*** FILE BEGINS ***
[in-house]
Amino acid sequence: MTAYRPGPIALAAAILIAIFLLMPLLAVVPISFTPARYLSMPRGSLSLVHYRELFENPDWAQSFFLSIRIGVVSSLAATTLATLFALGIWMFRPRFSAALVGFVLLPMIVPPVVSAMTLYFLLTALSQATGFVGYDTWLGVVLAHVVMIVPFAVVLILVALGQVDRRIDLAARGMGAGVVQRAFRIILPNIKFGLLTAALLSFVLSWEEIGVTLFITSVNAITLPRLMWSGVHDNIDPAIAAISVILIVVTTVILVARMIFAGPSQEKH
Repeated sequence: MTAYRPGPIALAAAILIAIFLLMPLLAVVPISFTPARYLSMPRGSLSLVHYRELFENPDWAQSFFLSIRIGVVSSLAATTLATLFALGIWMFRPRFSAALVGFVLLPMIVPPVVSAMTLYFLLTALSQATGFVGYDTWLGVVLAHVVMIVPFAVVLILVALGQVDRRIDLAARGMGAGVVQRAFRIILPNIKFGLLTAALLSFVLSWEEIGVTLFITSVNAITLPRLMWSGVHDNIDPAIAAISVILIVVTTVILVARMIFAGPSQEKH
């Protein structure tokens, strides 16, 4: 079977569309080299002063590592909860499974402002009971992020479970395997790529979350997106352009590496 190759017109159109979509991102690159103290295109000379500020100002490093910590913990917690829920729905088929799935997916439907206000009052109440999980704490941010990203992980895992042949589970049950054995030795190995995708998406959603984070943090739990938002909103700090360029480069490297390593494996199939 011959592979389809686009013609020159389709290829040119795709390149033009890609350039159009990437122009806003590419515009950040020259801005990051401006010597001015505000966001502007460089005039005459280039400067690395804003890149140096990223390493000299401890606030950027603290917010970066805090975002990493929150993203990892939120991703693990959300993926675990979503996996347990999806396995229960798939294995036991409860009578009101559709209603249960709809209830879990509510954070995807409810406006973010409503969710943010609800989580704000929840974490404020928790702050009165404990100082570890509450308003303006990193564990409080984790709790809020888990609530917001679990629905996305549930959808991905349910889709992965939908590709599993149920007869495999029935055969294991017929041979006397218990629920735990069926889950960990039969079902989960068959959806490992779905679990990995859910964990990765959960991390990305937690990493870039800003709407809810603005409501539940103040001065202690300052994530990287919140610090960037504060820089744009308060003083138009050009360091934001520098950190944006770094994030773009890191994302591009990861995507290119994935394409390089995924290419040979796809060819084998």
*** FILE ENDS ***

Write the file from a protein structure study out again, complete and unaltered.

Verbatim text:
[in-house]
Amino acid sequence: MTAYRPGPIALAAAILIAIFLLMPLLAVVPISFTPARYLSMPRGSLSLVHYRELFENPDWAQSFFLSIRIGVVSSLAATTLATLFALGIWMFRPRFSAALVGFVLLPMIVPPVVSAMTLYFLLTALSQATGFVGYDTWLGVVLAHVVMIVPFAVVLILVALGQVDRRIDLAARGMGAGVVQRAFRIILPNIKFGLLTAALLSFVLSWEEIGVTLFITSVNAITLPRLMWSGVHDNIDPAIAAISVILIVVTTVILVARMIFAGPSQEKH
Repeated sequence: MTAYRPGPIALAAAILIAIFLLMPLLAVVPISFTPARYLSMPRGSLSLVHYRELFENPDWAQSFFLSIRIGVVSSLAATTLATLFALGIWMFRPRFSAALVGFVLLPMIVPPVVSAMTLYFLLTALSQATGFVGYDTWLGVVLAHVVMIVPFAVVLILVALGQVDRRIDLAARGMGAGVVQRAFRIILPNIKFGLLTAALLSFVLSWEEIGVTLFITSVNAITLPRLMWSGVHDNIDPAIAAISVILIVVTTVILVARMIFAGPSQEKH
């Protein structure tokens, strides 16, 4: 079977569309080299002063590592909860499974402002009971992020479970395997790529979350997106352009590496 190759017109159109979509991102690159103290295109000379500020100002490093910590913990917690829920729905088929799935997916439907206000009052109440999980704490941010990203992980895992042949589970049950054995030795190995995708998406959603984070943090739990938002909103700090360029480069490297390593494996199939 011959592979389809686009013609020159389709290829040119795709390149033009890609350039159009990437122009806003590419515009950040020259801005990051401006010597001015505000966001502007460089005039005459280039400067690395804003890149140096990223390493000299401890606030950027603290917010970066805090975002990493929150993203990892939120991703693990959300993926675990979503996996347990999806396995229960798939294995036991409860009578009101559709209603249960709809209830879990509510954070995807409810406006973010409503969710943010609800989580704000929840974490404020928790702050009165404990100082570890509450308003303006990193564990409080984790709790809020888990609530917001679990629905996305549930959808991905349910889709992965939908590709599993149920007869495999029935055969294991017929041979006397218990629920735990069926889950960990039969079902989960068959959806490992779905679990990995859910964990990765959960991390990305937690990493870039800003709407809810603005409501539940103040001065202690300052994530990287919140610090960037504060820089744009308060003083138009050009360091934001520098950190944006770094994030773009890191994302591009990861995507290119994935394409390089995924290419040979796809060819084998």